In a small study of 30 pregnant women with severe vomiting, those who took 1 gram of ginger every day for 4 days reported more relief from vomiting than those who took placebo. In a larger study of 70 pregnant women with nausea and vomiting, those who got a similar dose of ginger felt less nauseous and did not vomit as much as those who got placebo. Pregnant women should ask their doctor before taking ginger, and not take more than 1g per day.
A few studies suggest that ginger reduces the severity and duration of nausea -- but not vomiting -- during chemotherapy. However, one of the studies used ginger combined with another anti-nausea drug, so it's hard to say whether ginger had any effect. More studies are needed.
Nausea and vomiting after surgery
Research is mixed as to whether ginger can help reduce nausea and vomiting following surgery. Two studies found that 1g of ginger root before surgery reduced nausea as well as a leading medication. In one of these studies, women who took ginger also needed fewer medications for nausea after surgery. But other studies have found that ginger didn't help reduce nausea. In fact, one study found that ginger may actually increase vomiting following surgery. More research is needed.
Traditional medicine has used ginger for centuries to reduce inflammation. And there is some evidence that ginger may help reduce pain from osteoarthritis (OA). In a study of 261 people with OA of the knee, those who took a ginger extract twice daily had less pain and needed fewer pain-killing medications than those who received placebo. But another study found that ginger was no better than ibuprofen (Motrin, Advil) or placebo in reducing symptoms of OA. It may take several weeks for ginger to work.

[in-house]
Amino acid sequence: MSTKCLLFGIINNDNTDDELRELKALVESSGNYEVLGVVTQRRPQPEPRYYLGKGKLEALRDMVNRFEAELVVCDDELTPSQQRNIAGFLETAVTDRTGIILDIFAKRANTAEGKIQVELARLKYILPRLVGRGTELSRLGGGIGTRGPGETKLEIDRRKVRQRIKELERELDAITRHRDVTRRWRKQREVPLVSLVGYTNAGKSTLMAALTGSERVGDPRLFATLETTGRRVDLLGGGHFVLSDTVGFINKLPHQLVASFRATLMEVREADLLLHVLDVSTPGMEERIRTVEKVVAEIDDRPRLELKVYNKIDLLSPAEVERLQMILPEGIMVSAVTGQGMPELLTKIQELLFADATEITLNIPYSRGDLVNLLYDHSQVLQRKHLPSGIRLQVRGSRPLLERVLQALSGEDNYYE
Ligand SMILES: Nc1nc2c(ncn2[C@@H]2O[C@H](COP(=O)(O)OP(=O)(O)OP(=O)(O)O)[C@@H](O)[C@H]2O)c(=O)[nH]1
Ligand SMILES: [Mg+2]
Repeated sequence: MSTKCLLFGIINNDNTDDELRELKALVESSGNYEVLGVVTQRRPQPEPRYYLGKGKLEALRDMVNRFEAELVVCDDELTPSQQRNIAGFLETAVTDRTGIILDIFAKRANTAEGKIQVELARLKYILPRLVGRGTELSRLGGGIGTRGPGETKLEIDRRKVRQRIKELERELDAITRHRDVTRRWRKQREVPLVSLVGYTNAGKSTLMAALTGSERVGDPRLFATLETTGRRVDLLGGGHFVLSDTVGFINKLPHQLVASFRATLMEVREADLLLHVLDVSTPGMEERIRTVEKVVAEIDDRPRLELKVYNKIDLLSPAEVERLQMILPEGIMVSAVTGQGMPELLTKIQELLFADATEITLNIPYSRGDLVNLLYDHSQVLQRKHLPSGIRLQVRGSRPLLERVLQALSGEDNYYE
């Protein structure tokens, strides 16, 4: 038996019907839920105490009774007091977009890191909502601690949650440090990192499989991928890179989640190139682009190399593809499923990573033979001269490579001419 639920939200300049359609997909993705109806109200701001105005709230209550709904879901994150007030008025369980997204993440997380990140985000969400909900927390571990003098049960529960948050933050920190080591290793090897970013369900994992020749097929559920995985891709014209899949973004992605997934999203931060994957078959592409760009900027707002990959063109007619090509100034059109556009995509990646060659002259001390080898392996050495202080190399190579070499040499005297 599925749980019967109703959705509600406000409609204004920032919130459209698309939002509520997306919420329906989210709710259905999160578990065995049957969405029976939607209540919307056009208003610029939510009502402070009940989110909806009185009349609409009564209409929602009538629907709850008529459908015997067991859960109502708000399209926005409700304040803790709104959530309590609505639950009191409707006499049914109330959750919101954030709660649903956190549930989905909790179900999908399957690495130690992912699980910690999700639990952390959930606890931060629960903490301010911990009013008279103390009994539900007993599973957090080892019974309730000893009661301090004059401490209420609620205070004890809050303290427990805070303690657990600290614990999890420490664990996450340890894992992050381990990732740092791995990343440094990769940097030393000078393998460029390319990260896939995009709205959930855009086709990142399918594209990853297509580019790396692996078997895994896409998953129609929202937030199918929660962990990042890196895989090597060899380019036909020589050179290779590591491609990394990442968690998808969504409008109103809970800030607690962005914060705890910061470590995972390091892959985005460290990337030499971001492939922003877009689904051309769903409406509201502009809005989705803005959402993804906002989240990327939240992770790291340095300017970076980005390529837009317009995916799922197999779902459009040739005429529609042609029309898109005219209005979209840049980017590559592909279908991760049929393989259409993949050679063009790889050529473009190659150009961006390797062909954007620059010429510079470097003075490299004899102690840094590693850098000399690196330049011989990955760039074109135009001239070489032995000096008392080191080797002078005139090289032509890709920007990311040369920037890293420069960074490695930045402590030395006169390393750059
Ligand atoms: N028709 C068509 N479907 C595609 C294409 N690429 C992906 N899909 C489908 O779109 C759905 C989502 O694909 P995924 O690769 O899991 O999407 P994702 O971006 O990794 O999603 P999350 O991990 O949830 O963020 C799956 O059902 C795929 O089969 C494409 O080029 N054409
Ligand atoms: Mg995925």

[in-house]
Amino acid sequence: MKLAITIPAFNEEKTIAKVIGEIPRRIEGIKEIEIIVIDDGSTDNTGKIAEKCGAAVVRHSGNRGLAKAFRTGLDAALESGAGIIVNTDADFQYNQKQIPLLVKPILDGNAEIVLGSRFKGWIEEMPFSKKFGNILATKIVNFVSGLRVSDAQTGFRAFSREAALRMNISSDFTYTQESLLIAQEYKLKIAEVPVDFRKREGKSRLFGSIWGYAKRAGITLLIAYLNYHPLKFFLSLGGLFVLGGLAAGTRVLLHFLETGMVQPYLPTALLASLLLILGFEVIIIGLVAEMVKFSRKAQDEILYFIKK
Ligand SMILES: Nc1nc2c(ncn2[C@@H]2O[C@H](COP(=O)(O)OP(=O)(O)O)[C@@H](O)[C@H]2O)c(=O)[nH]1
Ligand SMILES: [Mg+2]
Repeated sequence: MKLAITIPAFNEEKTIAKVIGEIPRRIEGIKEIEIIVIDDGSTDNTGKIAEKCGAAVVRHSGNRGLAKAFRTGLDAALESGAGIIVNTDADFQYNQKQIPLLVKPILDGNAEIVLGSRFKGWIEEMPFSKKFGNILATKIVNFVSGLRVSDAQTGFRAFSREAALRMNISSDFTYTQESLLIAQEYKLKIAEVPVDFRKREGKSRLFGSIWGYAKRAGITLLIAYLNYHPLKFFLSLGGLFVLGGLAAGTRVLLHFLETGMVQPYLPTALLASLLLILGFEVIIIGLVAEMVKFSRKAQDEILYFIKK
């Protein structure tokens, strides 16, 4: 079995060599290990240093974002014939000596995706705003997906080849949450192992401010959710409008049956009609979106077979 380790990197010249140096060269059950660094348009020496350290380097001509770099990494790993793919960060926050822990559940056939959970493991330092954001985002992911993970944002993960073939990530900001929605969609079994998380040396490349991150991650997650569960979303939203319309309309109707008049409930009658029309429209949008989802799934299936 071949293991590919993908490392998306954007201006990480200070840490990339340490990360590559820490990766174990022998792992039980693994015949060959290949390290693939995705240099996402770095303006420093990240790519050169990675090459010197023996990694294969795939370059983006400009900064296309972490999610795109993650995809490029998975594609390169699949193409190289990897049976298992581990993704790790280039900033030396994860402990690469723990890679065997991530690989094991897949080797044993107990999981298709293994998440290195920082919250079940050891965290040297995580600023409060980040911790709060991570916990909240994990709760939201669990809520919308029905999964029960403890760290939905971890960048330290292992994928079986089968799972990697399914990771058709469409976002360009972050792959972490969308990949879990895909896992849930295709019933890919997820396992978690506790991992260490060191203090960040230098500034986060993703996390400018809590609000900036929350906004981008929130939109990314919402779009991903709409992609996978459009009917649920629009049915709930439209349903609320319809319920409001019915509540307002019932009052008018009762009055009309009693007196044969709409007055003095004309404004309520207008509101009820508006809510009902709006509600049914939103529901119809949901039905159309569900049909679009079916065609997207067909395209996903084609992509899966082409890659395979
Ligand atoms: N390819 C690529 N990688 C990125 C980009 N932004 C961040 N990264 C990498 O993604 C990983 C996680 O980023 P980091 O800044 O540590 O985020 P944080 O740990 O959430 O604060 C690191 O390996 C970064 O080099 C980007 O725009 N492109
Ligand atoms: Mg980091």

- A few preliminary studies suggest that ginger may lower cholesterol and help prevent blood from clotting. That can help treat heart disease, where blood vessels can become blocked and lead to heart attack or stroke. But more studies are needed to know whether ginger is safe or effective for heart disease.
Ginger products are made from fresh or dried ginger root, or from steam distillation of the oil in the root. You can find ginger extracts, tinctures, capsules, and oils. You can also buy fresh ginger root and make a tea. Ginger is a common cooking spice and can be found in a variety of foods and drinks, including ginger bread, ginger snaps, ginger sticks, and ginger ale.
How to Take It
Don’t give ginger to children under 2.
Children over 2 make take ginger to treat nausea, stomach cramping, and headaches. Ask your doctor to help you find the right dose.